When connecting from a remote laptop or desktop, it will use our current multi-user code, but through a secure VPN (Virtual Private Network) instead of a local network.  While on the remote client, Goldenseal will look the same as if you were running it on that computer.

To connect in from phones or pads, it’s more complicated.  They have screens that are way too small for desktop-style windows.  Memory is much more limited, and processor speeds are slower.  They also use different operating systems (iOS & Android instead of Mac & Windows) that are designed for small mobile devices rather than large-screen hardware.

Because of that, we can never run the full Goldenseal app on mobile. Instead, it will have to use very simple, single-purpose apps that connect to the parent app.   We’ve identified the following tasks that will each get a separate app to “phone in” to the home database:

  1. Expenses.  Data entry screens similar to the Material Purchases, Subcontractor Costs and Other Costs windows.  Probably ability to search prior records with something like the Find command.
  2. Employee Hours.  A screen similar to Employee Hours, for an employee or foreman to enter work hours from the field.
  3. Estimates.  Similar to the Estimates window, for entering measurements and calculating costs.
  4. Sales Billing.  Similar to the Sales window, to write up and print details for a sale or a service call.
  5. Contact/Problem/Project Logs. Similar to the current windows, for entering and tracking meetings, calls, punch lists, project events, etc.
  6. Project Billing.   This may be too complicated for mobile.

When we finish Goldenseal Pro, we will “spin off” smaller desktop apps that do each of the above, for people who only need simple accounting.  That way we can design the mobile and desktop versions of the small apps to look similar. It will be easier for users to switch from desktop to mobile, and also easier for our support staff to help with both.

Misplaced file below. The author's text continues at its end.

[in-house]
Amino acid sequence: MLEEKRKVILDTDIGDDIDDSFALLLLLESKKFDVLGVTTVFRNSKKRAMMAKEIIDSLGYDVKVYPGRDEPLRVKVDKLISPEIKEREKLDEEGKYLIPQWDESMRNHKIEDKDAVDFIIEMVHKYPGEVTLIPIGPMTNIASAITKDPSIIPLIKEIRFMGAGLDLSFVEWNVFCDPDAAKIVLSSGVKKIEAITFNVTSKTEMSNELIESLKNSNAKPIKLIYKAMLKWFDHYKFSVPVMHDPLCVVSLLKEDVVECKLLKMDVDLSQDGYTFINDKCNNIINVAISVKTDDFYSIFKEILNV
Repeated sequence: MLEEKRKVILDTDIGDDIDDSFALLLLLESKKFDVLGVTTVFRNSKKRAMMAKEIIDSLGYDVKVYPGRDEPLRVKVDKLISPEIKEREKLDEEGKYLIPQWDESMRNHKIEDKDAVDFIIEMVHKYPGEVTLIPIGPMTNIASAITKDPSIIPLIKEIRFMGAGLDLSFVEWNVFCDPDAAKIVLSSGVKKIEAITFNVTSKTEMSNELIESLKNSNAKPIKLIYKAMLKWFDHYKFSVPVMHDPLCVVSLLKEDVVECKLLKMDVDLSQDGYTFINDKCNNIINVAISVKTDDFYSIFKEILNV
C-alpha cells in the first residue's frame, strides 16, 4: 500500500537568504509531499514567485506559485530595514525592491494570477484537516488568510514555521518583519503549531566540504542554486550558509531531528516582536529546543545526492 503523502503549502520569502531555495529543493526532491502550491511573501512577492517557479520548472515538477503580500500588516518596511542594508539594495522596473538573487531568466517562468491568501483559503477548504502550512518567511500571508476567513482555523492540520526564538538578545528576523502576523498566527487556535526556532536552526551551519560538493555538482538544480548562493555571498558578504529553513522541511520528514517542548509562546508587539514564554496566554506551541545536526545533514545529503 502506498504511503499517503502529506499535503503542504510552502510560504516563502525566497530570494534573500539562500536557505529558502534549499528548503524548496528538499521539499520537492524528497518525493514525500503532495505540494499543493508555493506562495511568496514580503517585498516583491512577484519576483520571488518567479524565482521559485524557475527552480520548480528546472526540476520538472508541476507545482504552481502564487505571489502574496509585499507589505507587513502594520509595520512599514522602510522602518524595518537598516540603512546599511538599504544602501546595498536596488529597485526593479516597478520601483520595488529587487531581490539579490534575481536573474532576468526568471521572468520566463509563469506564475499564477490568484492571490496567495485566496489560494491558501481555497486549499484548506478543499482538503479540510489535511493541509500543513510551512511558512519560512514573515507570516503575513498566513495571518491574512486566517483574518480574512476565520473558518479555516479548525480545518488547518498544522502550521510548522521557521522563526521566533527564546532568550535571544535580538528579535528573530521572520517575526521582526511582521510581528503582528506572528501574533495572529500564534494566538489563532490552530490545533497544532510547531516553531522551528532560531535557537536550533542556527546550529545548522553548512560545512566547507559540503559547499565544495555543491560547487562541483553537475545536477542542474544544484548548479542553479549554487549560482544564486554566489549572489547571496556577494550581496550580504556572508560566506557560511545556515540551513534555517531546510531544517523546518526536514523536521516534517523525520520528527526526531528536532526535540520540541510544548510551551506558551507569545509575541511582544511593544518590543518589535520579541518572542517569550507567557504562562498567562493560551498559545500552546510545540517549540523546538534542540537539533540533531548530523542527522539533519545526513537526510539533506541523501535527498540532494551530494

Fortunately, Turtlesoft started off writing apps for the 512×342 Mac Plus, so we are already experienced with small-screen design.

Dennis Kolva
Programming Director
Turtle Creek Software

Goldenseal Pro Progress Report #4

Our contractor and staff are still working on some basic code updates that are needed before we can start writing the GUI (graphic user interface) for the Goldenseal Pro software.

Back when the Mac first started, RAM was scarce and expensive.  To manage with only a megabyte or less, it had to swap memory around all the time, using memory “handles” to keep track of its location.  That code is now obsolete, and we are rewriting all the memory-handling code to use modern C++ libraries.

Likewise, moving data around used to be a slow process, and it required careful use of “buffers” and “streams” to optimize transfers to/from the hard disk or network. These days, everything is faster, and the operating systems are smarter.  That means we no longer need to worry about low-level optimizing, so we can throw out a lot of old, fragile code, and replace it with modern C++ libraries.  Sometimes one or two lines of new code can replace hundreds of lines of old stuff.

If Goldenseal Pro were a remodeling project, this would be the stage where we are tearing out the old wacky wiring and outdated lead & iron pipes, and replacing it with tidy new romex and PVC.

Dennis Kolva
Programming Director
Turtle Creek Software